When sea-ice Alarmists estimate the state of sea-ice in pre-satellite times they make some assumptions which likely are audacious and incorrect, such as that the extreme extent of 1979 was the “norm”.  The data we have, as a basis for old maps, is sparse, and sea-ice Alarmists infill areas that we have no data for with solid ice. Then they have big trouble explaining how it was sailing vessels were hunting in areas they claim were solid ice, considering a wooden whaling ship, powered by flapping sails, had none of the powers of a modern metal-prowed  icebreaker, powered by diesel or even uranium.

Whalers 1 whaling-disaster-pack-ice-300x211

The simple yet driving motivation was that back then whale-oil was a superior form of lighting a home. It was cleaner and brighter than tallow candles. Tallow was basically sheep-fat, and few purified it to lanolin. The poor burned tallow and the wealthy paid much more for whale oil. For a young man whaling was a more exciting and lucrative way to earn a living, than herding sheep.  Consequently men went to sea for whales, and the wealthy had whale oil lamps. Somewhat accidentally, in records of whaling clear back to the 1100’s, we have records of the edge of the sea-ice back to the 1500’s as whalers sought the northern seas where whales congregated, and from the old records we’ve gleaned sea-ice trivia, such as that there was open water by Svalbard in the early 1600’s.

Whale 6 1024px-Walvisvangst_bij_de_kust_van_Spitsbergen_-_Dutch_whalers_near_Spitsbergen_(Abraham_Storck,_1690)

The failure of sea-ice Alarmists to study history often gets a bit embarrassing.  They speak with supposed authority, and make asses of themselves. This has happened again, with the past summer’s Atlantic-to-Pacific flow pushing the sea ice away from the North coast of Greenland, and the media, with the help of discredited “experts” such as Peter Waldhams, blazing headlines about the open water north of Greenland being something that has never been seen before.

https://www.theguardian.com/world/2018/aug/21/arctics-strongest-sea-ice-breaks-up-for-first-time-on-record

Whalers 6 greenland-north-open-water_13-aug-2018-nasa_nsidc-15-aug-2018-report

Peter Waldhams has garnered a lot of free publicity by, year after year, stating, in April. that the Pole would be ice free the following summer. Year after year he is proven incorrect. As people pay less and less attention to him he gets more and more desperate to attract attention, and this year he employed the emotional topic of cuddly polar bear cubs,  stating the polar bears cubs would starve, due to the ice shifting away from Greenland, (though he knows less than I do about polar bears).

Dr. Susan Crockford, who likely has scrutinized every published paper written about polar bears in English, as well as many in other languages,  promptly took him to task. Apparently polar bears simply do not live in northern Greenland, (nor do seals, nor, for that matter, do Eskimos).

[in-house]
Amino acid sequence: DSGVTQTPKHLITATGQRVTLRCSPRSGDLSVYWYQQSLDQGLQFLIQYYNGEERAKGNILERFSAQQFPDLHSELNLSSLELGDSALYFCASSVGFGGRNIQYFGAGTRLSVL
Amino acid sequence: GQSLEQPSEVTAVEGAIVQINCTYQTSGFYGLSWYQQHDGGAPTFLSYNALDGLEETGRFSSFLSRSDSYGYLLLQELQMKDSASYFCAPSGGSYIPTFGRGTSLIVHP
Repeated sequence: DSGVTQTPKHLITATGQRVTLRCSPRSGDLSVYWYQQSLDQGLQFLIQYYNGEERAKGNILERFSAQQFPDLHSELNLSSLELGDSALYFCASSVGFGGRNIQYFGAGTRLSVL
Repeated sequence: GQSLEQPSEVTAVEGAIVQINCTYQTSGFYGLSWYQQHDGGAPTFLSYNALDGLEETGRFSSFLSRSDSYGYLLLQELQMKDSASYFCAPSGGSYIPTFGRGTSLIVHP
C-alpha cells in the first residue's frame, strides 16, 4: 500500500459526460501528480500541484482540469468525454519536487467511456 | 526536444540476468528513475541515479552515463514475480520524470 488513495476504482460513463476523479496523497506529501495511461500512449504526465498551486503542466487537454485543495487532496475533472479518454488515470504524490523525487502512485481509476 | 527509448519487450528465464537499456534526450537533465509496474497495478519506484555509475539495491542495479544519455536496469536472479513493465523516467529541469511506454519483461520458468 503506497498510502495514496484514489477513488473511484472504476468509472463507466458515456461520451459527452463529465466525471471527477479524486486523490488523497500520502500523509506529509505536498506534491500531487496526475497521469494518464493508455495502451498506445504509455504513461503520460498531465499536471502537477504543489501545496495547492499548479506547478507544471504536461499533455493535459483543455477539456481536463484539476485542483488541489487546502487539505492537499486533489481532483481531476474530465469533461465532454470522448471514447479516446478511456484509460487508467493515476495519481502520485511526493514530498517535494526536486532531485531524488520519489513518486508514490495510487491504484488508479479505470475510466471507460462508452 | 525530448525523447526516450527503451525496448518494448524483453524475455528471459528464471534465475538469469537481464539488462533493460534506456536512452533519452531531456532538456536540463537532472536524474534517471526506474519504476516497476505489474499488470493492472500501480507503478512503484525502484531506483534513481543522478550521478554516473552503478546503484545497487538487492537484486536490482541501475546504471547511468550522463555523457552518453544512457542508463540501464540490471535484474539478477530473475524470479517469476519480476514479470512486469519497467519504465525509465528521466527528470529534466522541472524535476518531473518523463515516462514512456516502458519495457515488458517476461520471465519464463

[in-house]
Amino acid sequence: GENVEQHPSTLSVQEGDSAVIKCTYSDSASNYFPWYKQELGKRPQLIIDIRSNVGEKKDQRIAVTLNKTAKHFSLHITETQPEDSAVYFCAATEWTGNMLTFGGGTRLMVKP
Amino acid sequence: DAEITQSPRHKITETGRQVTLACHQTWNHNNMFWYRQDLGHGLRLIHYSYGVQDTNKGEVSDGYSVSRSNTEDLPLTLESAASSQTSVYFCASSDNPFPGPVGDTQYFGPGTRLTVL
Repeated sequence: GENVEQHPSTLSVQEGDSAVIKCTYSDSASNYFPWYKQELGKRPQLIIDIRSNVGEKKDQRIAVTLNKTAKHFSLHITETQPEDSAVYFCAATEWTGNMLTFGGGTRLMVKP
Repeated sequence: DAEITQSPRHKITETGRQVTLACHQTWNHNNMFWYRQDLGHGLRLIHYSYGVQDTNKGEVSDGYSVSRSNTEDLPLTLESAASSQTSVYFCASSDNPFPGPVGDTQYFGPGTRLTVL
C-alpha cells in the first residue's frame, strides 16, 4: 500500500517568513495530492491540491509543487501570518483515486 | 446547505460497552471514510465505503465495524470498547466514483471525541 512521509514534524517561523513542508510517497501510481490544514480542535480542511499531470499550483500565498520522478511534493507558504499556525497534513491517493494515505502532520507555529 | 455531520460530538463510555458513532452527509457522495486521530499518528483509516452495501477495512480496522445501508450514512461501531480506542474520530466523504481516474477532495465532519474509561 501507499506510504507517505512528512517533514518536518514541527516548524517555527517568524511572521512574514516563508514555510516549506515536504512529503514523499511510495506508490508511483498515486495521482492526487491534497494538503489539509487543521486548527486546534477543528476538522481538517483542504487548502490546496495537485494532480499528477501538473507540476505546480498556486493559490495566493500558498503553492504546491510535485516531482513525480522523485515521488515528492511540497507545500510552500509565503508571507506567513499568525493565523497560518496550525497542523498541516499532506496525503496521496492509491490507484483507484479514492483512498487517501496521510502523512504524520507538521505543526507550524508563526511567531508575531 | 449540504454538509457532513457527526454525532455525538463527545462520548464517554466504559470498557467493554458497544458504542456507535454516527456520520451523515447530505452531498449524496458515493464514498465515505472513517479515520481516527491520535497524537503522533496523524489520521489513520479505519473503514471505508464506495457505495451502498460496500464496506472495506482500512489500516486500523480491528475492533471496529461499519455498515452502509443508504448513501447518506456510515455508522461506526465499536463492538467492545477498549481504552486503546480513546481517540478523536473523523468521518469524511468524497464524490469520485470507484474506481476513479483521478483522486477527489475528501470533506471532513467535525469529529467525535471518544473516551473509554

Sea ice silly season: Wadhams spouts fake facts about polar bears of northern Greenland

I would like to add, to Susan’s excellent rebuttal, a few comments concerning other times the sea ice was absent on the north coast of Greenland, as was noted by Whalers of the past. (It gets a bit tiresome belaboring these old points, but the Waldhams of the world never listen, and my hammering-away never penetrates their thick skulls, so I have to be repetitive to counter their repetitive guff.)

Back around 2004 the late John Daly noted on his site that the British admiralty records of November, 1817, contain a statement that begins:

“It will without doubt have come to your Lordship’s knowledge that a considerable change of climate, inexplicable at present to us, must have taken place in the Circumpolar Regions, by which the severity of the cold that has for centuries past enclosed the seas in the high northern latitudes in an impenetrable barrier of ice has been during the last two years, greatly abated….”

I found this statement odd, for this disappearance of sea-ice occurred at the same time as very cold conditions occurred in Western Europe (though not in Eastern Europe) called “The Year Without A Summer”. I sought help in my quest for answers with this Post on “Watts Up With That” in 2013.

https://wattsupwiththat.com/2013/07/08/1815-1816-and-1817-a-polar-puzzle/

The comments from that post were wonderful and of great help to my continuing education. In a nutshell, what I have learned is:

Sea-ice usually piles up against northern Greenland due to the Transpolar Drift, and then either crunches west along the coast of the Canadian Archipelago or else east, where it is ordinarily flushed south through Fran Strait and down the east coast of Greenland. However this flow is by no means steady. O-buoy 9 taught us the sea-ice not only surges and retreats with every storm, but also with every tide.  In Fram Strait the  progress south is anything but regular, with “wrong-way” flows possible if the ordinary high pressure over Greenland’s icecap is replaced by low pressure. And, last but not least, there can be a major derangement of the ordinary flow, brought on (apparently) by volcanic eruptions and the onset of a “Quiet Sun”.

A highly unusual situation was created in 1816 by the onset of the Dalton Minimum coinciding with two of the millennium’s largest volcanic eruptions, in 1810 and 1815. The atmospheric flow, usually around the planet, was so perturbed it came right over the top and flushed a very large amount of the Pole’s sea-ice down into the Atlantic, so cooling the Atlantic’s water that Western Europe had a cold summer (sort of the opposite of this summer, when the water by Britain was warm.) Meanwhile the whalers, heading up into Fram Strait, were astonished by the lack of ice. Many parts of the North Greenland coast were first seen, explored, mapped and named, at that time. One whaler commented that, if his job was exploration and not hunting whales, he could have sailed to the Pole. Another apparently circumnavigated Greenland,  heading north through Fram Strait and then west and then south through Nare’s Strait into Baffin Bay.